Marble tile is a natural floor surface covering that is quarried from mountains around the world. Prized for its beauty, style, and elegance, this material has graced the palaces of kings and queens for centuries, making it an upscale, luxurious option for interiors. However there are some serious drawbacks and maintenance concerns that come with the installation of these floors, that need to be understood before a purchasing choice is made.
Marble Flooring Pros
Style: The biggest advantage of marble floor tile is that it can instantly elevate the appearance of a space, giving it a regal bearing that is hard to imitate. At the same time marble is available in multiple colors, and even in stunning multicolor mixes, providing flexible options for a variety of decorative schemes. Tiles can also be cut to rectangles, and triangles of varying sizes, in order to create complex mosaic piece installations.
Stone Tile Flooring Glossary
Unique: Because it is a product of the earth, every single piece of marble tile used in every single floor is a one of a kind, and there is no other like it anywhere in the world. In the case of multi colors this can be quite extreme, with distinct features blaring forth from every tile. With more solid colored looks the shifts and changes will be much more subtle and subdued, but still present, making your floor stand out with its own personality.
Natural: The look of a marble floor can bring the stunning power and dignity of a flowing mountain range into an interior space. Even if the material is heavily refined, the inherent feel and presence of its energy can have a potent effect, injecting an environment with trembling energy and awe, while also connecting it to the greater outside world.
Translucence: Artists have treasured marble for centuries because it has a natural translucent property that allows light to penetrate through it slightly. This can make a statue, or even floor tiles seem to almost glow when the sun hits them just right. The illuminated effect is much more pronounced in white and lighter colored materials.
Polish: Unlike most natural stones, marble is able to take a very high polish, getting silky smooth and shimmering when treated properly. This is a look of sophistication and glamor, that evokes the highest sense of elegance in a space. It’s also a truly distinct look, which can make a difference when trying to create a flooring installation that really stands out.
Radiant Heat: Marble is a great conductor of heat, making it eligible for a variety of below surface radiant heating systems to be installed. This can infuse the tiles beneath your feet with a rush of cozy warmth that can be thrilling, especially on cold wintry mornings. In some cases it will also be possible to install radiant cooling systems that will chill surfaces down on sultry summer days.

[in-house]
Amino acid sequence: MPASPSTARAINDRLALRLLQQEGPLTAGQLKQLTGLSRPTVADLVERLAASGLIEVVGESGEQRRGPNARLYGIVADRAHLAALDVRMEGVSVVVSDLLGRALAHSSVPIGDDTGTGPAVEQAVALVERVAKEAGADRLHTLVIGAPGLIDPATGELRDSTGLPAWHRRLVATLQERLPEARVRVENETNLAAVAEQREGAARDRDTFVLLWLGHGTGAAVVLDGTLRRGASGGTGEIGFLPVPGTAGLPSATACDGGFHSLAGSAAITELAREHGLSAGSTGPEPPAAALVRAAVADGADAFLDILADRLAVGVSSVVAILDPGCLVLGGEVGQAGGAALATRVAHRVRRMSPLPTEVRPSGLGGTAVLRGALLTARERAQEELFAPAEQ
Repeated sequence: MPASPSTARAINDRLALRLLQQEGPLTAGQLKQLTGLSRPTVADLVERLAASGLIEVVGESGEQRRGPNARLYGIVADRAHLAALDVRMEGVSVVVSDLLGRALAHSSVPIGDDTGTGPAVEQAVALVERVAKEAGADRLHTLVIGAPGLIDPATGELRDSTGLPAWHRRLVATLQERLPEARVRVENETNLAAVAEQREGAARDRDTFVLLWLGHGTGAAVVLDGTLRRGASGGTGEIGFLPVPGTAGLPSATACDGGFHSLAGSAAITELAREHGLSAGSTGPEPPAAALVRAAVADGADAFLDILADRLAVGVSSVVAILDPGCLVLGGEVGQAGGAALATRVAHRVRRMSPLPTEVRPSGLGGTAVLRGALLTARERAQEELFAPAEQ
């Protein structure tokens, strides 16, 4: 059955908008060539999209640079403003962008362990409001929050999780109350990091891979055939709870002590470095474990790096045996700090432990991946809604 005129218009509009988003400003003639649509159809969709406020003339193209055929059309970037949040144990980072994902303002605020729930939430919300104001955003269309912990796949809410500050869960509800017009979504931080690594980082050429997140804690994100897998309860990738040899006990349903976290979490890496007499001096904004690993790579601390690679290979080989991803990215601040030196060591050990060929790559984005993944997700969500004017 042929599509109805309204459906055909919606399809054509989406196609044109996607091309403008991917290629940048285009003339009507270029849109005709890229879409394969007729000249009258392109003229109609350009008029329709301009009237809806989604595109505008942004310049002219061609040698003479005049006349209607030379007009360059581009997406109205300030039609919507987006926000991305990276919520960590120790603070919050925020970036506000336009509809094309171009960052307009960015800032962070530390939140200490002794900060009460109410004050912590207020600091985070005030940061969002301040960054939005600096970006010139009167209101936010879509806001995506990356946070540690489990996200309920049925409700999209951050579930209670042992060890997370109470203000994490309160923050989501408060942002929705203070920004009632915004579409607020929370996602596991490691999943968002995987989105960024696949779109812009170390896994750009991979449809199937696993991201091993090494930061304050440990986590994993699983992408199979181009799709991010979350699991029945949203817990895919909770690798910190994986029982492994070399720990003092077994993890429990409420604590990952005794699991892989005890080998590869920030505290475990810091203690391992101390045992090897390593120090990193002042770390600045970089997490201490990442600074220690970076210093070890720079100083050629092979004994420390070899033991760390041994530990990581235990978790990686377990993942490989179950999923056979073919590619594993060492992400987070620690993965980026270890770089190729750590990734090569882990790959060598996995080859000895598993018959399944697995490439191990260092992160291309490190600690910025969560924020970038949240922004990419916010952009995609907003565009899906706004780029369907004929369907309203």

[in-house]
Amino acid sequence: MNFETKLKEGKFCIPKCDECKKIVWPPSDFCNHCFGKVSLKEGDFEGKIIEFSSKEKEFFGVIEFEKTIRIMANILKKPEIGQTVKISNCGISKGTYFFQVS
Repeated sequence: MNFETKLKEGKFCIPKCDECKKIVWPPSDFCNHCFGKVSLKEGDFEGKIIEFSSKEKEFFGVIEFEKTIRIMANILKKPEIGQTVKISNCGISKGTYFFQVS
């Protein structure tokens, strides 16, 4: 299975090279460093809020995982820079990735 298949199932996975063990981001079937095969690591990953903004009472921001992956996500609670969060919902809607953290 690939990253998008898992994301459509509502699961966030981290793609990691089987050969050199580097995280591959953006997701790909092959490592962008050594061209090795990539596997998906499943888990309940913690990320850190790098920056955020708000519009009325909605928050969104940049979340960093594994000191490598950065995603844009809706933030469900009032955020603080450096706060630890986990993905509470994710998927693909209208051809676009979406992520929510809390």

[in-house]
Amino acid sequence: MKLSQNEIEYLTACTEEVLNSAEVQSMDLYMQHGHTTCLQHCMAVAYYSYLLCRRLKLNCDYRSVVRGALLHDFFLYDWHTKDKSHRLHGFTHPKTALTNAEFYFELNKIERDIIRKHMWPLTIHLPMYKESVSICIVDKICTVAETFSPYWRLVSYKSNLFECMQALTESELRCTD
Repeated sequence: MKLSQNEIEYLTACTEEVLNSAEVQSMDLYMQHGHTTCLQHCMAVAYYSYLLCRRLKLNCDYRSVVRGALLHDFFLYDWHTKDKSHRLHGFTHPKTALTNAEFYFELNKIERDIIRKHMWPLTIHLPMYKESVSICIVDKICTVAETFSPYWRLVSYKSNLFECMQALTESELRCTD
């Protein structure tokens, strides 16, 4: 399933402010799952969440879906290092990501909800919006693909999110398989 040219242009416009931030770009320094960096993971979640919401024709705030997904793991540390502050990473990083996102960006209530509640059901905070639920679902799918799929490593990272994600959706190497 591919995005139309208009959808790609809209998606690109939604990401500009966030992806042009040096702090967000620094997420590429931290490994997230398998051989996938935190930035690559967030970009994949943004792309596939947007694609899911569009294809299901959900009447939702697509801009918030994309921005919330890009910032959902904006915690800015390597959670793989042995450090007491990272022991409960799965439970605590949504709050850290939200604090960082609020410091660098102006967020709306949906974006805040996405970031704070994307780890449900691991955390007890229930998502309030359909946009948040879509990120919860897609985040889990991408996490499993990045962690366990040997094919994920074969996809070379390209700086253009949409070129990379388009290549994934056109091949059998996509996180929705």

Replacement Tiles: Whenever marble is installed at least one full box of extra material should be purchased and kept in storage.
That makes it possible to easily replace a tile if it cracks, breaks, or becomes stained over time, which is much more cost effective than having to replace the entire floor. If extras are not maintained it may be difficult to find a good color match to the installed pieces if a replacement becomes necessary.
More About Marble Flooring
Marble Flooring Cons
Scratches: Even though it is essentially a rock, marble is actually a relatively soft material that can be scratched, scraped, and chipped under the wrong conditions. This is especially true if the material is polished, as the imperfections will be more noticeable in the smooth, flat solid surface. Unfortunately, scratches can not be easily repaired without replacing the damaged material completely.
Acid Stains: Marble is a base on the PH scale, which means that it will have a chemical reaction whenever it comes in contact with acidic substances. This can include a wide variety of foods, sauces, beverages, and cleaning products. Unfortunately, the discoloration stains that come from these processes are permanent.
Water Damage: All natural stones are porous, and marble is prone to water penetration, and staining from colorful liquid agents. This can be prevented by applying a chemical below surface penetrating sealer, as well as a barrier above surface sealer to the stones after installation. However, for optimal protection, this will have to be reapplied annually.
Cracks: Being relatively soft, marble floor tiles can suffer from cracking, breaks, and chips. If the floor is improperly installed this can be a particular problem, as any gaps between the material and the subfloor will be weak points ready to burst and break under even standard pressure.
Slippage: When polished, marble can be an extremely slick and slippery surface, that may be a hazard for accidental falls. This is especially true if the material gets wet due to environmental concerns or spillage, and is compounded by the fact that the hard surface characteristic of these floors can be unforgiving on bones and bruises.
Price: Marble floors are a premium architectural element, and they are priced accordingly. Generally, they fall on the high-end range as far as natural stone costs, while having a shorter lifespan than harder, more durable materials like slate and granite.